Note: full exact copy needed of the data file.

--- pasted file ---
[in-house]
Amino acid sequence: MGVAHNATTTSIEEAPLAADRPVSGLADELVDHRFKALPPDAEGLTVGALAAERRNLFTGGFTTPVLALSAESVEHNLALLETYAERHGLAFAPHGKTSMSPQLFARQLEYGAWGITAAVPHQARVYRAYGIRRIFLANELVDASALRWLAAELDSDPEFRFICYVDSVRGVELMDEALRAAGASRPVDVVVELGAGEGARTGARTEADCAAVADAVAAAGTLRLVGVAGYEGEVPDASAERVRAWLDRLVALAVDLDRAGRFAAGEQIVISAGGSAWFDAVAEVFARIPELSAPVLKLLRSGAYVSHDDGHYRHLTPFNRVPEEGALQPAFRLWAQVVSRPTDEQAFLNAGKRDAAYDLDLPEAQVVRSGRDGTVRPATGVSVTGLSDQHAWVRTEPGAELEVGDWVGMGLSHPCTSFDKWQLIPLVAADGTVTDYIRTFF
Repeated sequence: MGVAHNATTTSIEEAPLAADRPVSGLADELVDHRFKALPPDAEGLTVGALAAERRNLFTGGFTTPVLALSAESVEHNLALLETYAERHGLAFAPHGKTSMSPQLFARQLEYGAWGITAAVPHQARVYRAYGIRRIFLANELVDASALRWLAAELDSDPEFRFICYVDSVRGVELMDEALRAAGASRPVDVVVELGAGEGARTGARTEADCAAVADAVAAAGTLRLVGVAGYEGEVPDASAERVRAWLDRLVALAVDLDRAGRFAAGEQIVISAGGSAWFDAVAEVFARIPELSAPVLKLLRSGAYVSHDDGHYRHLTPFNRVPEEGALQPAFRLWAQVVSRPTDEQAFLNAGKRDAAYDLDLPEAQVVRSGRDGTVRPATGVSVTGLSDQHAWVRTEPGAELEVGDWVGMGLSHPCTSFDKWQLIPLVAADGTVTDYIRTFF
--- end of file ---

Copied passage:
[in-house]
Amino acid sequence: MGVAHNATTTSIEEAPLAADRPVSGLADELVDHRFKALPPDAEGLTVGALAAERRNLFTGGFTTPVLALSAESVEHNLALLETYAERHGLAFAPHGKTSMSPQLFARQLEYGAWGITAAVPHQARVYRAYGIRRIFLANELVDASALRWLAAELDSDPEFRFICYVDSVRGVELMDEALRAAGASRPVDVVVELGAGEGARTGARTEADCAAVADAVAAAGTLRLVGVAGYEGEVPDASAERVRAWLDRLVALAVDLDRAGRFAAGEQIVISAGGSAWFDAVAEVFARIPELSAPVLKLLRSGAYVSHDDGHYRHLTPFNRVPEEGALQPAFRLWAQVVSRPTDEQAFLNAGKRDAAYDLDLPEAQVVRSGRDGTVRPATGVSVTGLSDQHAWVRTEPGAELEVGDWVGMGLSHPCTSFDKWQLIPLVAADGTVTDYIRTFF
Repeated sequence: MGVAHNATTTSIEEAPLAADRPVSGLADELVDHRFKALPPDAEGLTVGALAAERRNLFTGGFTTPVLALSAESVEHNLALLETYAERHGLAFAPHGKTSMSPQLFARQLEYGAWGITAAVPHQARVYRAYGIRRIFLANELVDASALRWLAAELDSDPEFRFICYVDSVRGVELMDEALRAAGASRPVDVVVELGAGEGARTGARTEADCAAVADAVAAAGTLRLVGVAGYEGEVPDASAERVRAWLDRLVALAVDLDRAGRFAAGEQIVISAGGSAWFDAVAEVFARIPELSAPVLKLLRSGAYVSHDDGHYRHLTPFNRVPEEGALQPAFRLWAQVVSRPTDEQAFLNAGKRDAAYDLDLPEAQVVRSGRDGTVRPATGVSVTGLSDQHAWVRTEPGAELEVGDWVGMGLSHPCTSFDKWQLIPLVAADGTVTDYIRTFF